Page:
Title: French Quarter Drinking Companion
Authors: Allison Alsup, Elizabeth Pearce, & Richard Read
Genre: Travel, New Orleans
Publication: Pelican, 2013
My Star Rating: 5 stars = I Love It
My Summary Statement: Entertaining Guide to NOLA Bars for Actual Use or Armchair Traveling
A trio of local New Orleans friends has written this fun guidebook to the bars of New Orleans. Besides the basics (location, typical drink cost, what people are drinking, wearing, and the type of music played) they tell a story of their visit to that bar.
I love this book because the stories of what happened at the bar, why they went there and other tidbits told with a witty writing style was so entertaining I read it through like a book instead of just using it for a reference to look up a bar for trip planning.
“New Orleans doesn’t engage in de facto ageism. In the Big Easy, the more mature demographics are never made to feel as though they don’t belong. It could be that with so many bars, patrons don’t need to feel territorial and hedgy.” (pg 55: My Bar)
“One of the Tipplers’ friends recently lamented that these kinds of establishments will be the only thing some tourists remember about New Orleans. First, we’re not so sure they WILL remember. But second, we’re not so convinced that Bourbon is such a bad representation.” (pg. 61: Old Opera House)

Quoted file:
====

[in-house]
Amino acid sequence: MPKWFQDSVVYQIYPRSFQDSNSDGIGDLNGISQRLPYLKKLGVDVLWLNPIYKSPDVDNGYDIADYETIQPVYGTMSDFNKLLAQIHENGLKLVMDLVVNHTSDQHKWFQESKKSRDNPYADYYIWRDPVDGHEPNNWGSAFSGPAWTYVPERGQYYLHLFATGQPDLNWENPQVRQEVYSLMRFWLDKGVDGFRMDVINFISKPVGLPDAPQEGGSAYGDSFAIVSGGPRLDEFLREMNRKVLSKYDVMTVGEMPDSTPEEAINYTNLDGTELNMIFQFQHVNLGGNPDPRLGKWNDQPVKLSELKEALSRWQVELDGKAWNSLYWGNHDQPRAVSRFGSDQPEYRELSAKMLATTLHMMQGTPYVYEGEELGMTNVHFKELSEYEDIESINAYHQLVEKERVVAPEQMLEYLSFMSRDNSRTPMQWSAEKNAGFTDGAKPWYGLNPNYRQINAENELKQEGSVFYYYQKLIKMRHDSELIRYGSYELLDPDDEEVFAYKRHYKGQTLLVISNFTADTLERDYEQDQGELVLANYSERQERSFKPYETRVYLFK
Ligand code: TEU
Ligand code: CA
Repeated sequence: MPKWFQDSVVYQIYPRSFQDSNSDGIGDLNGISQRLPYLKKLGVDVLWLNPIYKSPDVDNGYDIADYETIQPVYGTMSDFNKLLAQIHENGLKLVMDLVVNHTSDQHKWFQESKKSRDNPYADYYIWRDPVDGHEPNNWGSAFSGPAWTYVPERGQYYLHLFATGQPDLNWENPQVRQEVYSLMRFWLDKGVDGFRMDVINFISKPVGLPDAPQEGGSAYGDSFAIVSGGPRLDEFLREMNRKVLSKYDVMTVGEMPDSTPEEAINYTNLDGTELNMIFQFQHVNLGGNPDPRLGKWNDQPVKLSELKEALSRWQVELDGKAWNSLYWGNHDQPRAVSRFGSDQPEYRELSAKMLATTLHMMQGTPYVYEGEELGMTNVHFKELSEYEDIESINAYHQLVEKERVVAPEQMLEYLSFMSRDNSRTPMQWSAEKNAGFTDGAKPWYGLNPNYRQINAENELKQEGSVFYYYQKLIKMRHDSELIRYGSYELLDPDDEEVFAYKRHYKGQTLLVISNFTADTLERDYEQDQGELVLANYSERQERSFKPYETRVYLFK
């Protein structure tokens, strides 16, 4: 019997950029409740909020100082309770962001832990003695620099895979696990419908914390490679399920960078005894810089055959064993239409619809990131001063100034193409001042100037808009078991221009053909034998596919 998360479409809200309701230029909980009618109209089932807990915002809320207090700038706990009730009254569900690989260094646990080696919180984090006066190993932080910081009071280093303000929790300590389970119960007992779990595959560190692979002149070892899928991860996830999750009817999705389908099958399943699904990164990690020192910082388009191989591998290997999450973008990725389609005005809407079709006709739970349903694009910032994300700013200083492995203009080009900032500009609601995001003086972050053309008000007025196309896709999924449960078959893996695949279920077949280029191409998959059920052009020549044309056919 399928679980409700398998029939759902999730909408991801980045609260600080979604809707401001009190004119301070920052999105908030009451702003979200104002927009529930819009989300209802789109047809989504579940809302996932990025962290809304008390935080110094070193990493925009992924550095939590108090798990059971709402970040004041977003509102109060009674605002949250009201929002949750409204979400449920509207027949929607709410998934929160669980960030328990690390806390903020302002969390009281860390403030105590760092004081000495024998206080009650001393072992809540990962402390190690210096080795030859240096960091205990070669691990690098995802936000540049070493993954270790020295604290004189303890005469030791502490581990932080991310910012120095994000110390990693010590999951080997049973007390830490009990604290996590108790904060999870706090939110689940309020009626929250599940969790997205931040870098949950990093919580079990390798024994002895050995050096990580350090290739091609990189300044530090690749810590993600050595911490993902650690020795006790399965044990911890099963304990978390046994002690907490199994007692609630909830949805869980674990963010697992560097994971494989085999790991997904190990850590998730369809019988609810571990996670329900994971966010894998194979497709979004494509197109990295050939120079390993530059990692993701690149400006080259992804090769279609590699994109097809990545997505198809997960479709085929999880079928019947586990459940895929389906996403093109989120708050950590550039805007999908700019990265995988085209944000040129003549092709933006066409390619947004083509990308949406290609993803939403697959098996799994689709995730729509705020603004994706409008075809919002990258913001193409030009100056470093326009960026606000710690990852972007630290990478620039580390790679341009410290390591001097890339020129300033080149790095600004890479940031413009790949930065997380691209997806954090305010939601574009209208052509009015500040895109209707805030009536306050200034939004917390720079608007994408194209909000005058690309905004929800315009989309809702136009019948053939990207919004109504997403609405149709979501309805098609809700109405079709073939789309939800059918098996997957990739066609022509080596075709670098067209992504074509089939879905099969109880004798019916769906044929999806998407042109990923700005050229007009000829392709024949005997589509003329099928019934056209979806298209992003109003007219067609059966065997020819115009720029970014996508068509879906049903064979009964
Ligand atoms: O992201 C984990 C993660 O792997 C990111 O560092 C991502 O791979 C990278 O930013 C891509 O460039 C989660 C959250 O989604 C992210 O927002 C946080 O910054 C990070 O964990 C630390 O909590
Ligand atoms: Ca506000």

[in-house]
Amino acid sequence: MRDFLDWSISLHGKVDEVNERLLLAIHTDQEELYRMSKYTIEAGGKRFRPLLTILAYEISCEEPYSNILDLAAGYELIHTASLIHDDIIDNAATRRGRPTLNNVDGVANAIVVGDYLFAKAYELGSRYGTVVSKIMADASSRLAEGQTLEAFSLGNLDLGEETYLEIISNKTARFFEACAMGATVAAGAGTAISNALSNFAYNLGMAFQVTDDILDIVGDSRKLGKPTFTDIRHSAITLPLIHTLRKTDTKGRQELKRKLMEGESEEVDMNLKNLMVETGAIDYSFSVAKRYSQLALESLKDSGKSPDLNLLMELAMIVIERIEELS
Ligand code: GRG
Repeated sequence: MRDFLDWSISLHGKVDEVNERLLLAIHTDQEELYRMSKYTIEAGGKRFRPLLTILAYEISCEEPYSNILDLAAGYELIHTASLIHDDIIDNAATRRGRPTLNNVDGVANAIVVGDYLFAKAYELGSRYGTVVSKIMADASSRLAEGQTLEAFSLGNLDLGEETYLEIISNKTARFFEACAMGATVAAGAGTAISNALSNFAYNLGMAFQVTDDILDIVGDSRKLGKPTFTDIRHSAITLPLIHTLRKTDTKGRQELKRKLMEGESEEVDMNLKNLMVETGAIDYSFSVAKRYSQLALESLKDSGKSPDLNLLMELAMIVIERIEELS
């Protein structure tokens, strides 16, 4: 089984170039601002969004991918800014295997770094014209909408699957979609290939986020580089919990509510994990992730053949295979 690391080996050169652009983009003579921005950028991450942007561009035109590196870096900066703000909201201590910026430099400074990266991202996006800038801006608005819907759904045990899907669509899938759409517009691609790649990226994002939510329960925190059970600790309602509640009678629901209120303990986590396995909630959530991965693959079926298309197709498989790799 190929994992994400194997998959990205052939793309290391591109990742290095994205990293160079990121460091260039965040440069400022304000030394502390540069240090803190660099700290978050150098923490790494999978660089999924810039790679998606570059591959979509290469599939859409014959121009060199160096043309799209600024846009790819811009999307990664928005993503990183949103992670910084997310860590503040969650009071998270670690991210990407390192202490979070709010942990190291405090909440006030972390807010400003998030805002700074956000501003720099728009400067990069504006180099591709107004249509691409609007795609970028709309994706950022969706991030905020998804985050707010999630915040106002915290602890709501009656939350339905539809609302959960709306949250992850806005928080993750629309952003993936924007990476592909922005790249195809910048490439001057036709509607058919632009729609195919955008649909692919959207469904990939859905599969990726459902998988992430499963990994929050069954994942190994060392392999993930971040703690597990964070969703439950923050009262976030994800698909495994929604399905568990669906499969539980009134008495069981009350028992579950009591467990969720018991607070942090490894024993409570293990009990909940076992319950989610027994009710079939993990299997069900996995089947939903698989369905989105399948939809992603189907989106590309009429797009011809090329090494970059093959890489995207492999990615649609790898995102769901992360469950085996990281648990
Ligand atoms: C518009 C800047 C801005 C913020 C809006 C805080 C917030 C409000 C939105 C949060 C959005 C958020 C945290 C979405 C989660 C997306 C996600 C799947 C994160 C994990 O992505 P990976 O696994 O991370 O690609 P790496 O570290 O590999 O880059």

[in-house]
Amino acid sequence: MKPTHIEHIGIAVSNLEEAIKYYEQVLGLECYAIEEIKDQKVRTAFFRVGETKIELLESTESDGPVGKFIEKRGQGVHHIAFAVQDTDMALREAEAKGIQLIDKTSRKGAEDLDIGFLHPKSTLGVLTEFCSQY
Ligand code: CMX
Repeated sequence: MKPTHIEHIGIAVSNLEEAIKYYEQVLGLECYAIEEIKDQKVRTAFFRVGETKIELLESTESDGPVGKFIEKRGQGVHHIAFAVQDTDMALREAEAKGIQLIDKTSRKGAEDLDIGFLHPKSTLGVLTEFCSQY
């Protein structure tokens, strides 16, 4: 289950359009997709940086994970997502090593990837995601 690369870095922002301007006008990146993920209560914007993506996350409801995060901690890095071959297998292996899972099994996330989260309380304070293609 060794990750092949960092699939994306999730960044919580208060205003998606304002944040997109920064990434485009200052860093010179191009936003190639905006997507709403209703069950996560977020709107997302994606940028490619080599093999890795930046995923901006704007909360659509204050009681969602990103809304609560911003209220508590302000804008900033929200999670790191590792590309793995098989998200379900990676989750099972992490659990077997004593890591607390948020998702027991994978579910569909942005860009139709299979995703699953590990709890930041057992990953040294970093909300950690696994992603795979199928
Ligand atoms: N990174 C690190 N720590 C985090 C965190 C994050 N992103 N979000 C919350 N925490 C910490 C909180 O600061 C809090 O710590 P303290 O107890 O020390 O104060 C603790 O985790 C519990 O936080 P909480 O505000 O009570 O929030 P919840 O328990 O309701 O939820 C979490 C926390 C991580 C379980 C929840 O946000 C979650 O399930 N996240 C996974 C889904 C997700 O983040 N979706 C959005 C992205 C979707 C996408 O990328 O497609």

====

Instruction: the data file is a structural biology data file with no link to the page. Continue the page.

“Post-reception wedding parties arrive, tuxedos askew and bowties abandoned, the bridesmaids having eschewed pumps for flip-flops. Herds of bachelorettes crowd the area, sporting banners announcing their upcoming nuptials.” And “Though the piano players seem to be having a good time, we wonder how they stand playing the LSU fight son night after night.” (pg 27-28 Pat O’Briens)
How can you not enjoy this style of writing?
The one thing that I disliked was that the bar name is in the same sized font as the entire rest of the page’s writing. It is hard to pick out and makes it impossible to flip through the book to spot a name. The bar name is at the left side in a list with all of the other identifying information. It should be in larger font, bolded, centered, or something.
The categories are in royal purple text but there are only a few photographs. Ideally we’d have one photo per bar. If color ink is to be saved why bother with the purple categories and page numbers? Why bother with glossy paper if few photos will be printed on the pages?
I wish I could rate this 4.5 stars: 5 for the writing and a half star off for poor layout of the bar name. To be fair to the authors who wrote the book, since the content is really the most important, I’ll go with 5 stars = I Love it.
Disclosure: I received a review copy of this book from the publisher for the purpose of reviewing it on my blog. I was not paid to write this review.